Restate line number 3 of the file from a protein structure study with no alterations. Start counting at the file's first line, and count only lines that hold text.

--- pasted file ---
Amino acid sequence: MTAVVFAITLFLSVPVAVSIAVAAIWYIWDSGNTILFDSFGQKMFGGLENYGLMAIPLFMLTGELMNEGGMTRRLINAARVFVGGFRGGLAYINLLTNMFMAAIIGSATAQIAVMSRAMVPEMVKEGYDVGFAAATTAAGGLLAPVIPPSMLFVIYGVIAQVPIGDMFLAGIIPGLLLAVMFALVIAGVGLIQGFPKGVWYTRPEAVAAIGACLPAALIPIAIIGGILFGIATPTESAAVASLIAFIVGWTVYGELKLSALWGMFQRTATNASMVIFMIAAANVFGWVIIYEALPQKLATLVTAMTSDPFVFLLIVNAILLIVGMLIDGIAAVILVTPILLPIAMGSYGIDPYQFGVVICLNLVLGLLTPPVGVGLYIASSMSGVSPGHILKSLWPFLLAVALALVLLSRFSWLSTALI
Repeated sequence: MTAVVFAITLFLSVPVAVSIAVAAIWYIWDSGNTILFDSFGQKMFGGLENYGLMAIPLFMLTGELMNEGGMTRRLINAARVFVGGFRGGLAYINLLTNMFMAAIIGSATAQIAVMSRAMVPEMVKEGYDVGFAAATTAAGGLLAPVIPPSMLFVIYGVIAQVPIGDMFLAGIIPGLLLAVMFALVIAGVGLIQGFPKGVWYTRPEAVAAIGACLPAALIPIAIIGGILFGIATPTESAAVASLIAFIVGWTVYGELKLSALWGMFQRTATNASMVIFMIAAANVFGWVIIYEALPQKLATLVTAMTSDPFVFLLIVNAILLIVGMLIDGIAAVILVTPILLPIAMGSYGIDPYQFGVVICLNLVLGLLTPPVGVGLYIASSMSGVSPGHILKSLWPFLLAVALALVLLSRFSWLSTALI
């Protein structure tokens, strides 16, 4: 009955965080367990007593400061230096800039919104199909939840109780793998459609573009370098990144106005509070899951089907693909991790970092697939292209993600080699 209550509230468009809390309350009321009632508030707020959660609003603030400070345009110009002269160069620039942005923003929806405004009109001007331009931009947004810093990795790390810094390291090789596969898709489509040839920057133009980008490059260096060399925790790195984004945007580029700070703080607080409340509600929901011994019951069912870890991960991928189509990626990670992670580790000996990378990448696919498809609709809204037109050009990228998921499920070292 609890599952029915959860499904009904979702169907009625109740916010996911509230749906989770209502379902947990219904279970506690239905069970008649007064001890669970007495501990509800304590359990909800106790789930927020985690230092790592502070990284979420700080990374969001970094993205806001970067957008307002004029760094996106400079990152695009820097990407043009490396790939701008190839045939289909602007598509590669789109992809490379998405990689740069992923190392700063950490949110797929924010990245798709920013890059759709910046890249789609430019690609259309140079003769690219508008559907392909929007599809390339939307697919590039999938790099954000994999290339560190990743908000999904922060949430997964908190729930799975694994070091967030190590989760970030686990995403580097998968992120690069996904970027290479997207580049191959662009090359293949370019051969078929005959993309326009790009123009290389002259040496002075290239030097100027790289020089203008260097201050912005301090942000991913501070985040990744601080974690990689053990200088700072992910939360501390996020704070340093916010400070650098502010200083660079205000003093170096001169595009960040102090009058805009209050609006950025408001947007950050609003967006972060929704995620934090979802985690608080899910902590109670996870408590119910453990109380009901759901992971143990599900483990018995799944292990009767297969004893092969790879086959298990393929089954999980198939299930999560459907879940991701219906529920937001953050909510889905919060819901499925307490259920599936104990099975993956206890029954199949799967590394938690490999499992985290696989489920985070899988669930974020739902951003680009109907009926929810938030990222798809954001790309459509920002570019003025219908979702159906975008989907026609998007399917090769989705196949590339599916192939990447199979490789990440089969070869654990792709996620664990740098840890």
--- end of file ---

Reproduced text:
């Protein structure tokens, strides 16, 4: 009955965080367990007593400061230096800039919104199909939840109780793998459609573009370098990144106005509070899951089907693909991790970092697939292209993600080699 209550509230468009809390309350009321009632508030707020959660609003603030400070345009110009002269160069620039942005923003929806405004009109001007331009931009947004810093990795790390810094390291090789596969898709489509040839920057133009980008490059260096060399925790790195984004945007580029700070703080607080409340509600929901011994019951069912870890991960991928189509990626990670992670580790000996990378990448696919498809609709809204037109050009990228998921499920070292 609890599952029915959860499904009904979702169907009625109740916010996911509230749906989770209502379902947990219904279970506690239905069970008649007064001890669970007495501990509800304590359990909800106790789930927020985690230092790592502070990284979420700080990374969001970094993205806001970067957008307002004029760094996106400079990152695009820097990407043009490396790939701008190839045939289909602007598509590669789109992809490379998405990689740069992923190392700063950490949110797929924010990245798709920013890059759709910046890249789609430019690609259309140079003769690219508008559907392909929007599809390339939307697919590039999938790099954000994999290339560190990743908000999904922060949430997964908190729930799975694994070091967030190590989760970030686990995403580097998968992120690069996904970027290479997207580049191959662009090359293949370019051969078929005959993309326009790009123009290389002259040496002075290239030097100027790289020089203008260097201050912005301090942000991913501070985040990744601080974690990689053990200088700072992910939360501390996020704070340093916010400070650098502010200083660079205000003093170096001169595009960040102090009058805009209050609006950025408001947007950050609003967006972060929704995620934090979802985690608080899910902590109670996870408590119910453990109380009901759901992971143990599900483990018995799944292990009767297969004893092969790879086959298990393929089954999980198939299930999560459907879940991701219906529920937001953050909510889905919060819901499925307490259920599936104990099975993956206890029954199949799967590394938690490999499992985290696989489920985070899988669930974020739902951003680009109907009926929810938030990222798809954001790309459509920002570019003025219908979702159906975008989907026609998007399917090769989705196949590339599916192939990447199979490789990440089969070869654990792709996620664990740098840890």